Dallas — How many of us, in our lives, find the vocation for which we are ideally suited? Those who both find that thing and are capable of greatness in it become the Shakespeares, the Mozarts, the Bill Gates and Steve Jobs of the world—those for whom there is near-perfect correlation between their genius and what the world needs in their particular moment. But how many of the rest of us were handed paintbrushes when computers would have been our strength, or encouraged to read Newton and Darwin when Proust and Dostoyevsky was our true calling?
Some select few are both lucky and smart enough to find that perfect fit, as was evidenced Friday night at the last Blue Candlelight Music Series performance of the season. The capacity audience of about 50 lucky listeners got to hear the happy results of a few people who have evidently experienced that near-perfect correlation. Dallas Symphony Orchestra principal flute Demarre McGill, principal horn David Cooper, and concertmaster Alex Kerr collaborated with pianist and Blue Candlelight music director Baya Kakouberi to produce an evening of infinite possibility. As has been the case for the past few seasons, this concert took place at the elegant Dallas home of Richard and Enika Schulze.
The first half featured each of the three DSO players in duos with Kakouberi. Most of these were lesser known, with the exception of the Poulenc flute sonata. Demarre McGill demonstrated impeccable phrasing as well as an astonishing range of tonal colors on his gold flute. These colors include a glittering, bright sound, when needed, that belies the notion of a gold flute producing only warmer, more mellow tones.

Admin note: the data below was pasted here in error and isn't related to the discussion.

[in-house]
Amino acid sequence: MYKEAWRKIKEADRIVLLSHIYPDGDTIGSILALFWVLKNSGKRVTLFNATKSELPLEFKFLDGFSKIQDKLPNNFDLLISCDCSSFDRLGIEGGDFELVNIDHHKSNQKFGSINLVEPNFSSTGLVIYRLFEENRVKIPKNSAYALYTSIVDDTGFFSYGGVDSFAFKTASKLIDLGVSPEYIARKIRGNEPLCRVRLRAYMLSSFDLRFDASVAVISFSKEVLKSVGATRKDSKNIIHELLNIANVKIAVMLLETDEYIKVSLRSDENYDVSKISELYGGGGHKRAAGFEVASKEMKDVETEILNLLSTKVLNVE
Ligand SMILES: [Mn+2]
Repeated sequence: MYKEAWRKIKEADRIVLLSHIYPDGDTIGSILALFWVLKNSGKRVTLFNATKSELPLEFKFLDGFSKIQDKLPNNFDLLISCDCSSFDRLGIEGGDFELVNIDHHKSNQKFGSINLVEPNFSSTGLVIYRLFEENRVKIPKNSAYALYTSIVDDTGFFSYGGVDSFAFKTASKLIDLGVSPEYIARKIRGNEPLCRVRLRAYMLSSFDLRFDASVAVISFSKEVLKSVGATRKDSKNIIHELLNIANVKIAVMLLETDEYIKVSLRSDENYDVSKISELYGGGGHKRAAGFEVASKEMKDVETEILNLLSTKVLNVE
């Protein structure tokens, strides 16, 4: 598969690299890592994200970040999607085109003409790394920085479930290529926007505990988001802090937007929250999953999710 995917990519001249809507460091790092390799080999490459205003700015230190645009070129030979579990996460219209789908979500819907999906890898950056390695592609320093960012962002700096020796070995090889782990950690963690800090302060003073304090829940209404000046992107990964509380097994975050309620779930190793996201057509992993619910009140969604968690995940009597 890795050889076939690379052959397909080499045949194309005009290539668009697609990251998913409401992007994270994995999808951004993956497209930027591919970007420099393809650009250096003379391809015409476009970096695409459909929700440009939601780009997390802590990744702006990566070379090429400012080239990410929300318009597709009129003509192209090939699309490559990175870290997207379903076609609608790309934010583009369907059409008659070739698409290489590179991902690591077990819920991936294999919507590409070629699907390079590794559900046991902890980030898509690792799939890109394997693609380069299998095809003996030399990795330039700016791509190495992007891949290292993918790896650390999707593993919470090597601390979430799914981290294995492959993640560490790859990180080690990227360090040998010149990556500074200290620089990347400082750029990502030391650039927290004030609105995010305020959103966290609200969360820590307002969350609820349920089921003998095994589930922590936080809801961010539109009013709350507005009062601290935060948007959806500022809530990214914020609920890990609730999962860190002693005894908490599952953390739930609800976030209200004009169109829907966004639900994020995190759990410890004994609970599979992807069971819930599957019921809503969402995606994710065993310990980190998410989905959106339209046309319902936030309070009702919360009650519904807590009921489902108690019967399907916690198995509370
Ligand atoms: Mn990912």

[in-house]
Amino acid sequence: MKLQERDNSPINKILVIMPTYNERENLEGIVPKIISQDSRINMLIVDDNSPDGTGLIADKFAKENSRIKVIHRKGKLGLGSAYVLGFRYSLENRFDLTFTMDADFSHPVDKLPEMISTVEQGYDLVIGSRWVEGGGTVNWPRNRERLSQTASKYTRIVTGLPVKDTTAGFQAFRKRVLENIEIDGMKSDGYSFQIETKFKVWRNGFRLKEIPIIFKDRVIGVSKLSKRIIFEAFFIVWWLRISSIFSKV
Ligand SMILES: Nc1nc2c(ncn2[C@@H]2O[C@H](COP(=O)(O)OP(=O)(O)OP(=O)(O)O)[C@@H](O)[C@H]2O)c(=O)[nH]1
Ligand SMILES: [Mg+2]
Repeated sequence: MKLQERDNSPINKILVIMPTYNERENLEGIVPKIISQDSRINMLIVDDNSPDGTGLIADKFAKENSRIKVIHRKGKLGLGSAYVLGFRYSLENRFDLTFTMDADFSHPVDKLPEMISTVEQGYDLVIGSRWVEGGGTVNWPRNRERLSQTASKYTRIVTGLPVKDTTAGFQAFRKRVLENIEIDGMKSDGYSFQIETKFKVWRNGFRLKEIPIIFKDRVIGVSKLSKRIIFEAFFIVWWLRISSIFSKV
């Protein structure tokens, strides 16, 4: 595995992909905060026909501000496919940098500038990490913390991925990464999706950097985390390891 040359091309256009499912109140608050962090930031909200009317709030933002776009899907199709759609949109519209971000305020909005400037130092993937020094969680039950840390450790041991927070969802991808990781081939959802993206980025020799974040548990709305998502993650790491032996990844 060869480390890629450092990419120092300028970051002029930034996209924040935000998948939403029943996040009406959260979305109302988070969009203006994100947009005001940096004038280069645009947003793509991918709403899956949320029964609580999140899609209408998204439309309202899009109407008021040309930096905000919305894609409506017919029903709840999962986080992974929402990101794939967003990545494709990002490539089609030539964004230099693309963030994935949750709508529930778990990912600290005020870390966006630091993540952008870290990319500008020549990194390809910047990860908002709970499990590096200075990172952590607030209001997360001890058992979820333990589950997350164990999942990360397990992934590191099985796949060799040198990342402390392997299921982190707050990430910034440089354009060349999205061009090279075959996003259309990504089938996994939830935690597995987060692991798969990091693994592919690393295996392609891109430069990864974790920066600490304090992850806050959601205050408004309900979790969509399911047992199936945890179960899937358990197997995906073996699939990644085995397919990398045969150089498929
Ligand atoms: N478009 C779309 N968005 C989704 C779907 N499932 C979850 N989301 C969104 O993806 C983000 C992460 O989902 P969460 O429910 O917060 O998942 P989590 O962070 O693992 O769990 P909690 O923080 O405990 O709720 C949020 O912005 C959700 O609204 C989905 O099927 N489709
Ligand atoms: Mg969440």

McGill also collaborated with Kakouberi on C.P.E. Bach’s distinctly Baroque-sounding Sonata for Flute and Piano. Program Annotator Laurie Shulman informed the audience that this piece was long attributed to father J.S. Bach, even being assigned a BWV number. Little wonder, because the piece sounds far more like the father’s music than the early classical sounds we associate with the son. Both Kakouberi and McGill attempted to preserve the Baroque style; however, it was a bit disconcerting to hear what clearly was a harpsichord part played on the Schulze’s lovely Steinway. McGill and Kakouberi’s final collaboration was the virtuosic “Rigoletto Fantasie” by flutist William Popp. If you’re unfamiliar with this piece, imagine, if you will, the much better known “Carmen Fantasy” by Sarasate. Then visualize a flutist instead of a violinist, and tunes from Rigoletto rather than Carmen. Now you’ve pretty much got it. McGill demonstrated the astonishing virtuosity of his technique in this piece, and received a well-earned and vigorous ovation from his audience.
Hornist David Cooper demonstrated the opulent tone that Dallas Symphony patrons have so come to appreciate in Saint-Saëns’s Romance for Horn and Piano, Op. 36. Alex Kerr followed with a Romance, as well, by Pauline Viardot. This lovely and lyrical piece was the final and most welcome chapter in Blue Candlelight’s season theme of works by women composers.
The second half of the program featured the sublime Brahms Trio for Horn, Violin, and Piano in E flat Major, Op. 40. David Cooper’s performance, especially, was often breathtaking. He shaped phrases lovingly and skillfully, capturing the essence of the music. Kakouberi and Kerr were able collaborators—while they sometimes sounded under-rehearsed (not surprising, given both musicians’ participation in the concurrent Soluna Festival as well as this Blue Candlelight performance), they nonetheless captured the spirit of the music.
As always, this was a performance well worth attending—a deluxe experience in every way.